# Metric System

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This website is about Imperial units and other older British units, but here is one page is about the metric system. Metric units are logical, easy to understand, easily convertible, easy to learn, unambiguous, and boring!

### Names and prefixes

These units should really be known as SI units. The SI stands for Système Internationale because the system was invented by the French. It can be called the MKS system (for metre/kilogram/second). This is why the British spell metre and litre in the French way, either as a compliment, or to point out that these foreign units are nothing to do with us. I'll leave you to make up your mind!

These are the units covered by this website (see below for conversion to British units):

Main unitOther common units
lengthmetrekilometre, centimetre, millimetre
areaarehectare
volumelitremillilitre
weightgramkilogram
temperatureCelsius

I'm not sure if the grad is an official SI unit. They seem to prefer the radian. But grads were the metric degrees.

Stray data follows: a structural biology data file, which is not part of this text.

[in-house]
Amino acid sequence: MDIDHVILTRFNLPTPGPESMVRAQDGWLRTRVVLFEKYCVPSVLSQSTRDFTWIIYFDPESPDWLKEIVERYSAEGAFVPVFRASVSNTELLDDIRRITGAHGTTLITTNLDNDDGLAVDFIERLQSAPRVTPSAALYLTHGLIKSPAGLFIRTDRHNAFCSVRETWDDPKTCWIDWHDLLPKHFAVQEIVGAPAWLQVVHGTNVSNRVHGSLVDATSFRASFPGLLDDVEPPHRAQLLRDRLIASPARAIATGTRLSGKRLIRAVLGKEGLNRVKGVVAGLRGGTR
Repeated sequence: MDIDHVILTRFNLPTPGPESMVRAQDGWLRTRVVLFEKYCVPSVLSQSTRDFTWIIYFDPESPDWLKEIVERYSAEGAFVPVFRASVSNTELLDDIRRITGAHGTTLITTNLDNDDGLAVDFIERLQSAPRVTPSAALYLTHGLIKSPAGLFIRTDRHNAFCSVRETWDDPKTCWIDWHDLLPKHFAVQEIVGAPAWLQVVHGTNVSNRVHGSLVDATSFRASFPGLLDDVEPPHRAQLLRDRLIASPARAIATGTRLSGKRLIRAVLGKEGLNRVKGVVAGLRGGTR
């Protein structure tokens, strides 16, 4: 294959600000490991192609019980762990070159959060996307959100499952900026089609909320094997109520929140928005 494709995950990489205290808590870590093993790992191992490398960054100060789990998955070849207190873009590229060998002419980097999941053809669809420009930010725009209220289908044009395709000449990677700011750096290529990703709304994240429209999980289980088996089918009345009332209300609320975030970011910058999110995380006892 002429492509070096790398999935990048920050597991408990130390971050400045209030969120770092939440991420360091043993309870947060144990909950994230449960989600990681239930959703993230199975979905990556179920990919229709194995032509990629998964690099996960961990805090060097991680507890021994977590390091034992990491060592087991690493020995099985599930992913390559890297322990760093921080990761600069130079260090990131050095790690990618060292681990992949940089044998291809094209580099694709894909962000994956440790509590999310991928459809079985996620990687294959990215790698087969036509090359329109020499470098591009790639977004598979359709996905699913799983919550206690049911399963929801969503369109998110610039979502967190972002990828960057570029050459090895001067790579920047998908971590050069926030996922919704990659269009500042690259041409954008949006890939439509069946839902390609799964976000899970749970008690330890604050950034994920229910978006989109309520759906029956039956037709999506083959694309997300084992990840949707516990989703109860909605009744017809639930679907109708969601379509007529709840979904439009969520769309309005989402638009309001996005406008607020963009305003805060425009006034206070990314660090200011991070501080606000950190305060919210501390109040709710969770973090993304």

Once you know the basic name of a system, then you can generate all the other names. Take, for example, a metre:

 1 metre = 10 decimetres 100 centimetres 1,000 millimetres 1,000,000 micrometres 1,000,000,000 nanometres 1,000,000,000,000 picometres 1,000,000,000,000,000 femtometres 1,000,000,000,000,000,000 attometres 1,000,000,000,000,000,000,000 zeptometres 1,000,000,000,000,000,000,000,000 yoctometres 10 metres = 1 decametre 100 metres = 1 hectometre 1,000 metres = 1 kilometre 1,000,000 metres = 1 megametre 1,000,000,000 metres = 1 gigametre 1,000,000,000,000 metres = 1 terametre 1,000,000,000,000,000 metres = 1 petametre 1,000,000,000,000,000,000 metres = 1 exametre 1,000,000,000,000,000,000,000 metres = 1 zettametre 1,000,000,000,000,000,000,000,000 metres = 1 yottametre

You will probably only have heard of millimetres, centimetres, metres and kilometres, but the rest are there if you want them.